( Disponible en anglais seulement )
Many Ontario non-share corporations have been waiting on the Not-for-Profit Corporations Act (“ONCA”) to come into force before updating their corporate documents. Should these corporations continue to wait or should they update their corporate documents now?
The ONCA was passed by the Ontario Legislature in 2010 and will come into force on a day to be named by proclamation. In April 2012, we wrote that non-share capital corporations incorporated in Ontario under the Corporations Act (Ontario), or under their own special legislation, will soon be governed by the ONCA. But this did not occur. Instead, the government has changed its projected “in force” date incrementally over the last few years to January 2013, July 2013, January 2014, and then six months after certain amending legislation (Bill 85) was to be passed. Currently, the ONCA is not expected to be in force until 2016.
As the ONCA has been imminent for several years, we have advised some clients to wait until the ONCA is in place and its regulations have been released before changing their governing documents. This approach means that a corporation may avoid the need to make further revisions to its documents once the ONCA is in force. However, for some organizations it may be appropriate to consider changes now, given that the “in force” date is at least a year away and remains a moving target.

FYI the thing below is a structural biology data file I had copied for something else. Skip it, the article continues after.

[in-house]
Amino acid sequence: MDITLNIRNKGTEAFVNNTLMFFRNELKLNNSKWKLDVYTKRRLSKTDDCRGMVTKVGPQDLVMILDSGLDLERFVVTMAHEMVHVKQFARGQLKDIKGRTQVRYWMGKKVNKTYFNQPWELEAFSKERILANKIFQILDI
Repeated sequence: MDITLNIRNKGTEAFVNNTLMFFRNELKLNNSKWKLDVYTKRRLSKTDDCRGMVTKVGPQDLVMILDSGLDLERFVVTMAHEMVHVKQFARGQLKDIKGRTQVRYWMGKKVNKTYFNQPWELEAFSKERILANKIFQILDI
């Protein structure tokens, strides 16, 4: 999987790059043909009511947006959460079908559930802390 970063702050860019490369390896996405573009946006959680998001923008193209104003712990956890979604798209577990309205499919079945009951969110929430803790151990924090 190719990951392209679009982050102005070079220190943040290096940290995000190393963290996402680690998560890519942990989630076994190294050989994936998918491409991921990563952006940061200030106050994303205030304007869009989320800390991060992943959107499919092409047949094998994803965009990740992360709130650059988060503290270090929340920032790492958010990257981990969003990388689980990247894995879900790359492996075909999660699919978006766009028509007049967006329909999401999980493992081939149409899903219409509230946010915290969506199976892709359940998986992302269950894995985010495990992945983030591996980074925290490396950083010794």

The ONCA will require some corporations to change their corporate structure. For example, corporations with delegate voting systems or multiple membership classes may need to change their structure. These corporations may benefit from updating their corporate documents before the ONCA comes into force.
Corporations that need to amend their governing documents for reasons other than to comply with the ONCA should also consider acting now. While these corporations will need to make further revisions when the ONCA comes into force, the legislation provides that corporations will have three years before compliance is mandatory. Thus, a corporation that updates its by-law now could wait at least 4 years before its by-law must comply with the ONCA.
Corporations that do not need to update their corporate documents, but are considering making changes to comply with the ONCA, may want to hold off on making changes until the technical amendments to the ONCA are passed and the regulations to the ONCA are released.
Lawyers in Miller Thomson LLP’s Charities and Not-for-Profit Group can assist corporations to decide when would be the best time to update their corporate documents to comply with the ONCA.